About: IWPR Annual Report 2015 | Institute for War and Peace Reporting
For IWPR, 2015 was indelibly marked by the death of Ammar al-Shahbander, our dear colleague, friend, and long-standing chief of party of our Iraq programmes. This was followed five months later by the death, in different circumstances, of Jacqueline Sutton, his acting replacement. This twin blow shook the organisation deeply and we miss them on both personal and professional levels.
Within IWPR and around the world, these tragedies were met with a profound rallying of support for which we will always be grateful. This solidarity has inspired us, in their memory, to re-commit to the work of strengthening local voices in areas of crisis and conflict, even in the world’s most challenging environments. The continuing open conflict and growing extremism in Syria, Iraq, Libya and elsewhere, and the massive migration into Europe from Afghanistan, the Middle East and Africa, have driven home the imperative of building independent media, civil society and voices of moderation.
IWPR Executive Director
With an improved structure for management and day-to-day oversight of programs, IWPR’s priority was to refine and focus our projects to increase impact, and monitor and evaluate our efforts to document and demonstrate strong results across regional divisions for the Middle East and North Africa, Africa, Asia, Eurasia and Latin America.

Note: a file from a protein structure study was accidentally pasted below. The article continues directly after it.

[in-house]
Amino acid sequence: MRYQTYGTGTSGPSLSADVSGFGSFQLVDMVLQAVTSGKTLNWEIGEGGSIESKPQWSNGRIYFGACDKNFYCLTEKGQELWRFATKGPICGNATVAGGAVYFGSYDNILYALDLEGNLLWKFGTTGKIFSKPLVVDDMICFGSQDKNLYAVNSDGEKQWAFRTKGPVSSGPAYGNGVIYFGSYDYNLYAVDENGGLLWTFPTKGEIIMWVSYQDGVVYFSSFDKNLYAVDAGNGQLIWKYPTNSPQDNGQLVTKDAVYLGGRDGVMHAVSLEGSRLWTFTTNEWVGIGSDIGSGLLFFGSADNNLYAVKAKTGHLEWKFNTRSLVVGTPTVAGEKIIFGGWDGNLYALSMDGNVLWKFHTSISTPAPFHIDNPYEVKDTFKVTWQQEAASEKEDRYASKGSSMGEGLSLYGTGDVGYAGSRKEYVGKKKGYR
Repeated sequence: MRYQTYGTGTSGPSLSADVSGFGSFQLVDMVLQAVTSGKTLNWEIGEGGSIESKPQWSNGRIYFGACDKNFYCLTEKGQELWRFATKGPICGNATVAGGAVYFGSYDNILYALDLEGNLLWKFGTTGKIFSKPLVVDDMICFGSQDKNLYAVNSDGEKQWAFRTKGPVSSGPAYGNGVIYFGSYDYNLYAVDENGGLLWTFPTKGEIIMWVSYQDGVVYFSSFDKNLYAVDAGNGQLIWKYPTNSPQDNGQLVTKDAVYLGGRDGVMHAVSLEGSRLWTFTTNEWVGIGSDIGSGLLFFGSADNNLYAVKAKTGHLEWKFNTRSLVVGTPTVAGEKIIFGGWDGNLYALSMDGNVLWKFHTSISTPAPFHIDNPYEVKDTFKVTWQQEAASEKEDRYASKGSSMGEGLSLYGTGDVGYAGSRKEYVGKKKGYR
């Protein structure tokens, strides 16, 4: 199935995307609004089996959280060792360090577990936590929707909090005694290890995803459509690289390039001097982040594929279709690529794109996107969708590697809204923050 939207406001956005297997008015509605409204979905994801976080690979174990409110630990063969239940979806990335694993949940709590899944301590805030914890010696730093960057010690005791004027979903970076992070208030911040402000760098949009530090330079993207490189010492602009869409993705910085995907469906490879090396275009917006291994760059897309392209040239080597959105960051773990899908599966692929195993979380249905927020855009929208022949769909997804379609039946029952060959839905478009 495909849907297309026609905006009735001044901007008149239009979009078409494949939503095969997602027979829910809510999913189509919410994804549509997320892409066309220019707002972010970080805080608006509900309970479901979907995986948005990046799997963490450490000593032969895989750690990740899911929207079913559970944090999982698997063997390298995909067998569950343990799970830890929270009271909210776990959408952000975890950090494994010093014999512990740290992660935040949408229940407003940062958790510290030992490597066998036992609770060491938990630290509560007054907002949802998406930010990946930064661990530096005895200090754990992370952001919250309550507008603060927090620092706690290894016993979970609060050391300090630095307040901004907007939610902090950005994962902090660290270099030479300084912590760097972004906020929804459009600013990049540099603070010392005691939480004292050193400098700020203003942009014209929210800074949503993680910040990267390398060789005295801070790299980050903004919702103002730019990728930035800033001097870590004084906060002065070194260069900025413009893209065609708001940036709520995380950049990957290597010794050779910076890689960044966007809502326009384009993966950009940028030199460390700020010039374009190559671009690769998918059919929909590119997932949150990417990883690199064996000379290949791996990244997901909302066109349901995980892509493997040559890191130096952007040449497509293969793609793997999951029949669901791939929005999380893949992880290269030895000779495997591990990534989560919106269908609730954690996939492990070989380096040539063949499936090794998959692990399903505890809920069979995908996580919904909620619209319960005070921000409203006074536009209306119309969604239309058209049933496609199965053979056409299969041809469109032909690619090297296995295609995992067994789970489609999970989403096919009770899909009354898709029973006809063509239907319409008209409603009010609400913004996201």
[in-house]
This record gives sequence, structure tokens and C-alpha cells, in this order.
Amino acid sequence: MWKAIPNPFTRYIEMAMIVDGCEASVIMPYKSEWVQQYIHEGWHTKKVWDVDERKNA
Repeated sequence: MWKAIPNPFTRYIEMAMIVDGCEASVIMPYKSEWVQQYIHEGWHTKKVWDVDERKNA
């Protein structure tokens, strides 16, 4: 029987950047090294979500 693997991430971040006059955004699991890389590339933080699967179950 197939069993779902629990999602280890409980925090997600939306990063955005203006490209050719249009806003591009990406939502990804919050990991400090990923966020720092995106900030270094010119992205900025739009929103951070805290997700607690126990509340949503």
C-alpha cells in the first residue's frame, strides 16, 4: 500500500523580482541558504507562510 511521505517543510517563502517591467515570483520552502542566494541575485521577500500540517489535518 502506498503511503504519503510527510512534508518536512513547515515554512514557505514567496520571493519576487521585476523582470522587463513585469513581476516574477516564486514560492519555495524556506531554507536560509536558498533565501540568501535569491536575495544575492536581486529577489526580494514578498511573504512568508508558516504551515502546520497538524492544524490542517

“The knowledge I acquired during the training will help me in the war zone, and will probably save my life.”
IWPR's work had a profound impact, “changing the face of independent journalism in Cuba” according to a leading writer and former political prisoner, “creating a new generation of journalism” focusing on fact-based reporting.
“The IWPR debates gave people the ability, for the first time, to discuss issues directly with officials. They found this incredible. A kind of trust in the democratic process was created.”
“I learned multiple journalism skills and how to be engaged on several levels, unlike internships in media outlets in Libya where an intern stagnates at the same place for the entire time.”
“I see so many things, so much corruption in society. I want to highlight the concerns of people.”
GIVING VOICE, DRIVING CHANGE
The Institute for War & Peace Reporting (IWPR) empowers people’s voices at the frontlines of conflict and transition to help them drive change. IWPR builds skills, capacity and networks for citizens and their communities so their voices can make a difference – strengthening accountability and supporting development, advancing justice and forging peace.
IWPR was founded in 1991 by a group of concerned media professionals, with the aim of supporting the voices of local journalists, human rights activists and others in areas of conflict. Working in three dozen countries, IWPR’s innovative programmes are crafted to respond to the needs of the people they serve. Projects prioritise locally informed objectives and lead to sustainable outcomes. Beneficiaries include citizen and professional journalists, human rights and peace activists, policymakers, educators, researchers, businesses, and women’s, youth and other civil society organisations and partners.